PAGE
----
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Celestine, the chambermaid, has new job on the country. The Monteils, who she works for are a group of strange people. The wife is frigid, her husband is always hunting (both animals and women) and her father is a shoe-fetishist. Joseph, the farm-labourer is a fascist and sexually attracted to Celestine. Celestine settles herself and talks to the neighbour, an ex-officer, who likes damaging his neighbour's things. After the death of the old man, she quits her job, but because of the rape and murder of a child 'Little Claire' she decides to stay, believing that Joseph is the murderer. To get his confession she sleeps with him and promises to marry him. In spite of her engagement she fakes evidence to implicate him in the murder. He is arrested, but is released because the evidence is inconclusive. She marries the ex-officer and takes on a housewife role similar to that of Madame Monteil Written by
Stephan Eichenberg <firstname.lastname@example.org>
Luis Buñuel, the man considered Spain's finest filmmaker and revered master of surrealism by both critics and film historians, made a surprising change of style in the first of the series of masterpiece she did in France during his last years. Taking out his usual surrealist set-pieces, he adapts Octave Mirbeau's revered novel about social classes in a very straight-forward fashion. However, this does not mean the movie is bad as many may believe; quite the opposite, "Le Journal d'eune Femme de Chambre" is a perfect showcase of Buñuel's finest film-making style, ambiguous and stylish, like the master's own vision of life.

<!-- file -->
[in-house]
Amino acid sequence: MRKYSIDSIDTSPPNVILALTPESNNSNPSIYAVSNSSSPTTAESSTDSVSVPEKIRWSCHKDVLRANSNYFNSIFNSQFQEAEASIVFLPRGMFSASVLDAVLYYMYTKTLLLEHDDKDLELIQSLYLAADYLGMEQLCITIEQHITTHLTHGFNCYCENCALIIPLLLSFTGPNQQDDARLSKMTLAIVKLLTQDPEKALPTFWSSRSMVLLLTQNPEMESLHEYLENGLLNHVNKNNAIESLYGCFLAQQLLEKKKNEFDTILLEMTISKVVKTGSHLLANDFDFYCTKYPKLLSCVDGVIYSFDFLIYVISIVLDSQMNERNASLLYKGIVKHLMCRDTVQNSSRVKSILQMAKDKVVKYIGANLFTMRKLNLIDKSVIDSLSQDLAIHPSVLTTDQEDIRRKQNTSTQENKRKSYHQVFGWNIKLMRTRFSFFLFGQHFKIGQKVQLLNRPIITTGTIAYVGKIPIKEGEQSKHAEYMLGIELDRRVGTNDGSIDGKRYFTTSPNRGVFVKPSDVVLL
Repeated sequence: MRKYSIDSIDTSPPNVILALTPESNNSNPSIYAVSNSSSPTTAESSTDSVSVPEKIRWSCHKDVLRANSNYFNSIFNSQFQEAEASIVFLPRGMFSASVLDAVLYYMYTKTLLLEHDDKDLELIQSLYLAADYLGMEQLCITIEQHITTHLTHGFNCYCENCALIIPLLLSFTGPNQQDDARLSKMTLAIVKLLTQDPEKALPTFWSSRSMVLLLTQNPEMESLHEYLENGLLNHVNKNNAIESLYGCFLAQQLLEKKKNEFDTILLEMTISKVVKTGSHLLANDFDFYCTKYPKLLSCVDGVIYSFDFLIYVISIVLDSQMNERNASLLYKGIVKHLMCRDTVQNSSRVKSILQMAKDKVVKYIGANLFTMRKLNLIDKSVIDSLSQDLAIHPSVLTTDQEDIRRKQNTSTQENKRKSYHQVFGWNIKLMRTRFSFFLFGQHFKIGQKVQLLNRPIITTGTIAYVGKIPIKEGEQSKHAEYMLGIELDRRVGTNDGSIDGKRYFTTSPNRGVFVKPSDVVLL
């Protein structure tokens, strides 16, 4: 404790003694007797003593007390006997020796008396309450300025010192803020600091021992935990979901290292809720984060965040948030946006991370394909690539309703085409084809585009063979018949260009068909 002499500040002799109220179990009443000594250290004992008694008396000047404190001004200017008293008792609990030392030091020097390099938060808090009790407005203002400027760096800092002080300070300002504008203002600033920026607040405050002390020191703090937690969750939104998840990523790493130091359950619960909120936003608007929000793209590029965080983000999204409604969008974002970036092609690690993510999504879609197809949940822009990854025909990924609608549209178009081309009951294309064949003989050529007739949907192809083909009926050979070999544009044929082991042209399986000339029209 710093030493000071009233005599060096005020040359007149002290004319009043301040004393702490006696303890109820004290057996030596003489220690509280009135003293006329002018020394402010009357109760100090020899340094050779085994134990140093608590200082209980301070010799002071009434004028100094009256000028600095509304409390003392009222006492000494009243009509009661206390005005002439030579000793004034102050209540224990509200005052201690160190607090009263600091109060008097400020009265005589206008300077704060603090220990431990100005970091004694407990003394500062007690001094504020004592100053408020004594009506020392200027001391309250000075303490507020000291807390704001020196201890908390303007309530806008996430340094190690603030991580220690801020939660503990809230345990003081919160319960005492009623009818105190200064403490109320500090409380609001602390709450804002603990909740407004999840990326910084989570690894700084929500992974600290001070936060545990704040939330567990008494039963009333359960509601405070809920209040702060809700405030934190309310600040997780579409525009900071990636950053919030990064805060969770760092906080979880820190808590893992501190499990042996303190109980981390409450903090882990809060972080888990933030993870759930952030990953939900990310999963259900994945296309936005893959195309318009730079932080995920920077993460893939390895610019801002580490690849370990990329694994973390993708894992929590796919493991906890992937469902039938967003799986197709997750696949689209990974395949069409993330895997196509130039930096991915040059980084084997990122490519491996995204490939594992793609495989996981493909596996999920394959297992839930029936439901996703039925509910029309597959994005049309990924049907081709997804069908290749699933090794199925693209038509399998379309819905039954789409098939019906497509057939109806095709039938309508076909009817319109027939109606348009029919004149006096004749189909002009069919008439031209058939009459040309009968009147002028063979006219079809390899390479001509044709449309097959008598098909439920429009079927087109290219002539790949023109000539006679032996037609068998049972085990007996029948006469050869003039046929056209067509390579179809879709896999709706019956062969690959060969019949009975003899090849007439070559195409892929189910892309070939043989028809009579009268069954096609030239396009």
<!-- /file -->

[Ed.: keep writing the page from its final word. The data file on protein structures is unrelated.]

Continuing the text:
The plot follows Celestine (Jeanne Moreau), an urban young woman moving to country in 30s France to work as a chambermaid for the Monteils, a rich family with a few dark secrets. As soon as she arrives, problems start as she tries to adapt to her new life with the bizarre Monteils. Between the constant advances of sexually insatiable Monsieur Monteil (Michel Piccoli), the always vigilant eye of his materialist wife (Françoise Lugagne) and the shoe fetish of old Monsieur Rabour (Jean Ozenne); Celestine makes her way through this collection of living portraits of the most bizarre human nature.
With a plot like this it would easy to believe this is a movie where the high class is demonized and the poor sanctified, but this is not the case here. Buñuel makes sure to have an ambiguity in every character, even in Celestine herself. There is no black and white, just different shades of gray, in a way similar to the beautiful black & white photography he uses here.
The photography is essential in this film; not only for aesthetic purposes, it represents the dark decadent days of 30s Europe, and the pessimism latent in both rich and poor people. As I wrote above, the shades of gray match perfectly the ambiguity of a group of characters with as many virtues as flaws. Buñuel and his cast manage to create believable and realistic characters.
Jeanne Moreau gives a brilliant performance as Celestine. As the beautiful young city woman highly intelligent and not without aspirations, her character has enough room to let her shine, and she really makes the most of it. Equally brilliant is Georges Géret as Joseph, the tough gardener with fascist ideals that has a secret agenda. The rest of the cast is also very good and together with the witty script complete a superb character-driven movie.
Buñuel's masterful direction creates a film that, while completely focused on the characters, is still filled with his usual symbolism. The edition and the camera-work are superb and way the camera seems to flow inside the house gives the film a voyeuristic feeling. No wonder why Buñuel consider it a very erotic film.
While many people consider this movie as one of his "lesser works", I consider it to be quite underrated, as it proved that Buñuel was a master not only of surrealism, but of film-making in general. 9/10
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